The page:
Thursday 20 October 2011

Cannot let go . . .

Let me tell you a story: In the Mahabharata, Parashurama was the instructor of the warrior Karna, born to a Kshatriya mother but raised as the son of a charioteer, or lower class of Kshatriyas. Karna came to Parashurama after being rejected from the school of Drona, who taught the five Pandava and one hundred Kaurava princes. . . . One day, Parashurama was sleeping with his head resting on Karna's thigh, when a beetle crawled up and bit Karna's thigh, boring into it. In spite of the bleeding and the pain, he neither flinched nor uttered a cry so that his teacher could continue his rest (Sourced from:

Well, I told you the story so that my post becomes easier to relate. Like the warrior Karna, who did not budge when the beetle was biting him so that he would not rouse his master, I find it extremely difficult to budge when someone holds my hand and falls asleep. This mostly happens in the context of younger kids and cousins who come home. 

The young ones hold my hand and drift away to sleep. In spite of sleeping soundly, they don’t let go of my hand and this causes immense conflict within me. When I sleep, I always like to toss and turn until I fall asleep and hence would like to be free of any physical contact. But some of my cousins and sometimes even my sister tend to hold my hand which restricts my movement. Somehow, I think that if I move or try to disengage their hand from mine, their sleep will be disturbed and so I continue to lie motionless. Many times it has so happened that when the person holding my hand tends to snore, I think that I can safely but gently disentangle my hand. But it seldom happens so. The person immediately stirs and also awakens. When the person’s peaceful slumber is disturbed, it causes quite a furore and hence I tend to avoid movement of any sort. I patiently wait for the time when the person turns to the other side eventually letting go of his/her clasp on my fingers. Until then, I somehow try (sometimes successfully and sometimes unsuccessfully) to unclasp my fingers from theirs. Sometimes even when mosquitoes tend to bite me, it is difficult to unclasp the fingers.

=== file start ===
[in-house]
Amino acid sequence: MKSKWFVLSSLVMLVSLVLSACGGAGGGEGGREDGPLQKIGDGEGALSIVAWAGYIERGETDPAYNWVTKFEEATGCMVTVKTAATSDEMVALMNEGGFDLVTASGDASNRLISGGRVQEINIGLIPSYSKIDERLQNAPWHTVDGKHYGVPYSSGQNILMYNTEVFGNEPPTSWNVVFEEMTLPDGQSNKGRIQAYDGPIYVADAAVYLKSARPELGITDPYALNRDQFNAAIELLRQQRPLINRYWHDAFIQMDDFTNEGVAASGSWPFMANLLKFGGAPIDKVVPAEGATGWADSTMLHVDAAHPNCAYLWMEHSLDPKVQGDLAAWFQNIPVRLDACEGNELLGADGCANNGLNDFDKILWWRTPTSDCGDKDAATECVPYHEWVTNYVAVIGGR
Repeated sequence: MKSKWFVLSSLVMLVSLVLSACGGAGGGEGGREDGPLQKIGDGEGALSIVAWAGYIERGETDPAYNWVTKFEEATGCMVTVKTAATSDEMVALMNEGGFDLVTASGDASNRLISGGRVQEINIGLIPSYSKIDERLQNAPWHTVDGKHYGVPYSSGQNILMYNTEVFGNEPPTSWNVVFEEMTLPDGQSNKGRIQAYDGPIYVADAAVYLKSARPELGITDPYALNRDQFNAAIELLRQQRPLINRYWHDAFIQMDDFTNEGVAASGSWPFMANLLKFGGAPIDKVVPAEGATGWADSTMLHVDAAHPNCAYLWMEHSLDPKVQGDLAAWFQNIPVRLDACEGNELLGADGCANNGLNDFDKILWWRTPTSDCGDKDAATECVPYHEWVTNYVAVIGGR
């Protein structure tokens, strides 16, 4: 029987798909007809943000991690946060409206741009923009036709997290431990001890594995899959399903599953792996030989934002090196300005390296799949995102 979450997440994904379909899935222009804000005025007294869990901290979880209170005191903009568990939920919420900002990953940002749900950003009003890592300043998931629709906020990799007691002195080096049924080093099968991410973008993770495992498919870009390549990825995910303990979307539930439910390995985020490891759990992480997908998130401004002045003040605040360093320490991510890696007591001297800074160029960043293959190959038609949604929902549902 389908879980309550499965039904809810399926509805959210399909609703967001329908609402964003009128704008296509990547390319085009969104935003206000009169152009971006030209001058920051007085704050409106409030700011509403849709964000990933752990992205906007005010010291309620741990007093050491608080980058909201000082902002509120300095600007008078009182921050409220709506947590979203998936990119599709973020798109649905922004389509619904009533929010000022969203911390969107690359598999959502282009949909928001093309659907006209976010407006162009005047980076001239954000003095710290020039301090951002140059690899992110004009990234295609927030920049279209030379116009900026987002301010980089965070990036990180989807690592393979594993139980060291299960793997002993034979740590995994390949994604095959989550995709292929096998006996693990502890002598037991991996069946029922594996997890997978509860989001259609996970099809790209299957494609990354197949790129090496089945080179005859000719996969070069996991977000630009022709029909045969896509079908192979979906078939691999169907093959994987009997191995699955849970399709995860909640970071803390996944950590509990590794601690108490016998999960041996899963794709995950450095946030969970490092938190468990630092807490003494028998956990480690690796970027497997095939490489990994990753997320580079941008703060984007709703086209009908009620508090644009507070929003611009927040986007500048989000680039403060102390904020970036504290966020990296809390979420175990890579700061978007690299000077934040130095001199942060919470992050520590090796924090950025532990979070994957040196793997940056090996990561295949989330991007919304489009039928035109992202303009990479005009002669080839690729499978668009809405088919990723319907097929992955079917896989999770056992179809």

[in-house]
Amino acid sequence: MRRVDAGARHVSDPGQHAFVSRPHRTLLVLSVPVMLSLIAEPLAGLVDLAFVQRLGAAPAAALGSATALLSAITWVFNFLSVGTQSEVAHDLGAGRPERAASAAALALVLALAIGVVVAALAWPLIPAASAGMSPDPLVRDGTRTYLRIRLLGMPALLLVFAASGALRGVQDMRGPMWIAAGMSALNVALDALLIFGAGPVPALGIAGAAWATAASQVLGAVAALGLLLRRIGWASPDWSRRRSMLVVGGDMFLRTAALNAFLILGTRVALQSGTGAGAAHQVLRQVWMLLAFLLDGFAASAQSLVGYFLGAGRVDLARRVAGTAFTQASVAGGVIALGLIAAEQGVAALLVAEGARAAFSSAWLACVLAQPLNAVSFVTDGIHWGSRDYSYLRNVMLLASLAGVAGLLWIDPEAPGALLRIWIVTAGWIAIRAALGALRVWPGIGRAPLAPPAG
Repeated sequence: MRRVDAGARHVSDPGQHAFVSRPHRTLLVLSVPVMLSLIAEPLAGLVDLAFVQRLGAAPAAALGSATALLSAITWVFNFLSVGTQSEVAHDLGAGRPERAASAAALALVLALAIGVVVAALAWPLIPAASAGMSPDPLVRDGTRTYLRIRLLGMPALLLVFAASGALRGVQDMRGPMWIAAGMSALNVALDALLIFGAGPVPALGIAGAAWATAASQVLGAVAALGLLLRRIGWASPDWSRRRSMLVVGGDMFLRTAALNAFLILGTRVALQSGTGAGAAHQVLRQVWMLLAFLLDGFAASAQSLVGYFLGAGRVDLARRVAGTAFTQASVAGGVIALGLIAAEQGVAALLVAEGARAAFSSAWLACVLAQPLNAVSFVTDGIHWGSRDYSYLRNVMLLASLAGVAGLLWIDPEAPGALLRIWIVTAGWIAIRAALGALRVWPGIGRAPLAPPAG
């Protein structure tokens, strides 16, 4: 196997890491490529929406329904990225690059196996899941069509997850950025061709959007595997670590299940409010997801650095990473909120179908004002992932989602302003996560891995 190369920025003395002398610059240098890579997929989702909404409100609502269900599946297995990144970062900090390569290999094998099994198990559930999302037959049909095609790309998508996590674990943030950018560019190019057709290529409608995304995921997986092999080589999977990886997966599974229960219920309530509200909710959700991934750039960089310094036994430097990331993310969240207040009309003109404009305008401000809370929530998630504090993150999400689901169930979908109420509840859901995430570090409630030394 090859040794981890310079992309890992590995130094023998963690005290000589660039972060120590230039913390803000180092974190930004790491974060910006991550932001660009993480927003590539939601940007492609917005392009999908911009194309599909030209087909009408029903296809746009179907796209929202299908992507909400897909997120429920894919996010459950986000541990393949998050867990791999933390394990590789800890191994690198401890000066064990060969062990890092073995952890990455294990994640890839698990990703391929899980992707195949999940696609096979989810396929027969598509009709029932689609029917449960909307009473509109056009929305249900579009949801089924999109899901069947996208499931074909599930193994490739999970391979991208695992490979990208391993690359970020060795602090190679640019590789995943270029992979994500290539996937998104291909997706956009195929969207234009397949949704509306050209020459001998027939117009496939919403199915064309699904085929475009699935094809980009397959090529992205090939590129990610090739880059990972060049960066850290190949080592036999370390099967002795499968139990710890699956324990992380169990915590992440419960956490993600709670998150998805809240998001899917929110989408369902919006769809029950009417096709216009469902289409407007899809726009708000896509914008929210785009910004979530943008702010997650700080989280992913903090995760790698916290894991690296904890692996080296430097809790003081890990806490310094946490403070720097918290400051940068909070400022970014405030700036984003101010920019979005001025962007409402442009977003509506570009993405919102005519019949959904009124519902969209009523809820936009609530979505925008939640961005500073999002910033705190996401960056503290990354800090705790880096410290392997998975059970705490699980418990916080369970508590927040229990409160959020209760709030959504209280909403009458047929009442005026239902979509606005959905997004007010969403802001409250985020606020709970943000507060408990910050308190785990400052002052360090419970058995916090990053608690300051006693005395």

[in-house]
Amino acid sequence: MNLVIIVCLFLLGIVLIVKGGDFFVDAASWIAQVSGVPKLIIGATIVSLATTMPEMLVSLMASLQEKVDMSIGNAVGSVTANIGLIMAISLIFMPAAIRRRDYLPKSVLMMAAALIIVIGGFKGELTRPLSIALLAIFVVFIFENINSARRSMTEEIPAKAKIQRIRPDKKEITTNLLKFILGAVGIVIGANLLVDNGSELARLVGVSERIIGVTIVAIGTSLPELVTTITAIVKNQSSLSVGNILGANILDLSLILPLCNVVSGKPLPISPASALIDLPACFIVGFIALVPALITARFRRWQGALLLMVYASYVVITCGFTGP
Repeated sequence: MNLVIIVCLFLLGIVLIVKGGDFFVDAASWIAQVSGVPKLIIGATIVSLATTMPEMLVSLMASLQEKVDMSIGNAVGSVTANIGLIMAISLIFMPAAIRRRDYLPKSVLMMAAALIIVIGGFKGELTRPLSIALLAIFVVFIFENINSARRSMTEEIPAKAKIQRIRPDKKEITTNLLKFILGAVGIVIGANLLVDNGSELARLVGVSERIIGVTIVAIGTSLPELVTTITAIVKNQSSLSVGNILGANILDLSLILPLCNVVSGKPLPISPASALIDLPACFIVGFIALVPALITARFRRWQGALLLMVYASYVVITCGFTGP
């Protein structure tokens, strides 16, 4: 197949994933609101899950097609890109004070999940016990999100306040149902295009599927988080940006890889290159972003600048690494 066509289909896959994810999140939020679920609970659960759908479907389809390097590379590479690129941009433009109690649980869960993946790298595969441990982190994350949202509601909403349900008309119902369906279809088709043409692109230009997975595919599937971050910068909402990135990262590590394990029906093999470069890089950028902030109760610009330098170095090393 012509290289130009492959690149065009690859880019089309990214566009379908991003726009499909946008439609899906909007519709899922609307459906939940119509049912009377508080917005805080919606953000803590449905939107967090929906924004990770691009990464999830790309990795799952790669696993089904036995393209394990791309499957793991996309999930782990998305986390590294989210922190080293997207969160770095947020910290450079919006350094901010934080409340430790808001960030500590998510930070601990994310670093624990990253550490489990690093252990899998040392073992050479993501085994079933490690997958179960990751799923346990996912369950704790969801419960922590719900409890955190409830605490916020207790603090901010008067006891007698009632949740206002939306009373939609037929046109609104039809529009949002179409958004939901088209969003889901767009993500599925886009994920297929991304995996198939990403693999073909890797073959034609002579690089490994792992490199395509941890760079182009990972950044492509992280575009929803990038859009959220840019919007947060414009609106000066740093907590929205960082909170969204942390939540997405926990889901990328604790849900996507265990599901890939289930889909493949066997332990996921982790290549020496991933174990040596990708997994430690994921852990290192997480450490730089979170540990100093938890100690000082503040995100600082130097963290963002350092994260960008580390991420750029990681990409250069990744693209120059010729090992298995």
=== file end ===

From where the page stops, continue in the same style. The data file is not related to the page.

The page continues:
Though Karna’s sacrifice was quite an extreme one and mine cannot come anywhere close to his experience, the basic premise of the argument is movement. 

Well, how comfortable or uncomfortable are you in disengaging yourself from another’s clasp while they are near-sleep or sleeping? 

Image: Internet


  1. Oh my, what a dilemma! I have young nephews who treat me like a piece of furniture when they get sleepy. Their request and preference is, "Rub my back and make your hands warm, Aunt Dawn." The "make your hands warm" part is me doing therapeutic touch, or healing energy - works like a charm to help them drop off to sleep! I haven't had the hand holding situation occur. My only viable suggestion is maybe try the back rubbing trick? That might prove to distract enough to shift their focus from tying you to that hand clasp.

    Regardless, it is a dear thing, that hand holding until sleep claims us. I daresay you are richly blessed. :)

    - Dawn

  2. Could almost be a metaphor for family situations where a young wayward kid is always getting into strife, doing drugs, but expecting mum to always be there for them.
    How long do carry on? Always being there for a rebellious kid, when really the time has come to say "No. I am not putting up with your behaviour anymore. Sort your problems out yourself."